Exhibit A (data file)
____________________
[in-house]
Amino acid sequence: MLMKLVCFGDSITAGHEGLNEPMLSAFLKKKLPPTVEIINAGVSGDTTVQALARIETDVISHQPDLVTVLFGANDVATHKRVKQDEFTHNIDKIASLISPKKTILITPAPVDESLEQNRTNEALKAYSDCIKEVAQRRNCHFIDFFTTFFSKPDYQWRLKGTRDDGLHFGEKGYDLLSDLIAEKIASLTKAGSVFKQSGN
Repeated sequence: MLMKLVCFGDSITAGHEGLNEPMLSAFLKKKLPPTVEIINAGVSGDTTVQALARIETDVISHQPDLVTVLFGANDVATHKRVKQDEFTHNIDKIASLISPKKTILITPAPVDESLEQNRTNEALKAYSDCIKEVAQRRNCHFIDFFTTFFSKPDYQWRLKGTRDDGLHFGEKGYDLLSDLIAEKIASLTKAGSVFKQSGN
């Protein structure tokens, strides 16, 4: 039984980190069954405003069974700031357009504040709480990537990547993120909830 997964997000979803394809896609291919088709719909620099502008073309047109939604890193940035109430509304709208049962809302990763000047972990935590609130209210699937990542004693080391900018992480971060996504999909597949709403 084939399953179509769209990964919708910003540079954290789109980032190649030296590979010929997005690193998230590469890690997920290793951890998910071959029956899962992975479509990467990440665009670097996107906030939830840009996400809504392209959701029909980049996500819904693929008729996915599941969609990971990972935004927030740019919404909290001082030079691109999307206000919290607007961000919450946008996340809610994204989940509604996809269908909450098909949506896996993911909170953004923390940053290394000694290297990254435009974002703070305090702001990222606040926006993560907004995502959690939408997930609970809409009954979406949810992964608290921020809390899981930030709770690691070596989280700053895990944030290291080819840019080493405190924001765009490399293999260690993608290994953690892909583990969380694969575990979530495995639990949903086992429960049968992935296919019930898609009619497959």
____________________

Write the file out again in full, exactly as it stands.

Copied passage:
[in-house]
Amino acid sequence: MLMKLVCFGDSITAGHEGLNEPMLSAFLKKKLPPTVEIINAGVSGDTTVQALARIETDVISHQPDLVTVLFGANDVATHKRVKQDEFTHNIDKIASLISPKKTILITPAPVDESLEQNRTNEALKAYSDCIKEVAQRRNCHFIDFFTTFFSKPDYQWRLKGTRDDGLHFGEKGYDLLSDLIAEKIASLTKAGSVFKQSGN
Repeated sequence: MLMKLVCFGDSITAGHEGLNEPMLSAFLKKKLPPTVEIINAGVSGDTTVQALARIETDVISHQPDLVTVLFGANDVATHKRVKQDEFTHNIDKIASLISPKKTILITPAPVDESLEQNRTNEALKAYSDCIKEVAQRRNCHFIDFFTTFFSKPDYQWRLKGTRDDGLHFGEKGYDLLSDLIAEKIASLTKAGSVFKQSGN
């Protein structure tokens, strides 16, 4: 039984980190069954405003069974700031357009504040709480990537990547993120909830 997964997000979803394809896609291919088709719909620099502008073309047109939604890193940035109430509304709208049962809302990763000047972990935590609130209210699937990542004693080391900018992480971060996504999909597949709403 084939399953179509769209990964919708910003540079954290789109980032190649030296590979010929997005690193998230590469890690997920290793951890998910071959029956899962992975479509990467990440665009670097996107906030939830840009996400809504392209959701029909980049996500819904693929008729996915599941969609990971990972935004927030740019919404909290001082030079691109999307206000919290607007961000919450946008996340809610994204989940509604996809269908909450098909949506896996993911909170953004923390940053290394000694290297990254435009974002703070305090702001990222606040926006993560907004995502959690939408997930609970809409009954979406949810992964608290921020809390899981930030709770690691070596989280700053895990944030290291080819840019080493405190924001765009490399293999260690993608290994953690892909583990969380694969575990979530495995639990949903086992429960049968992935296919019930898609009619497959």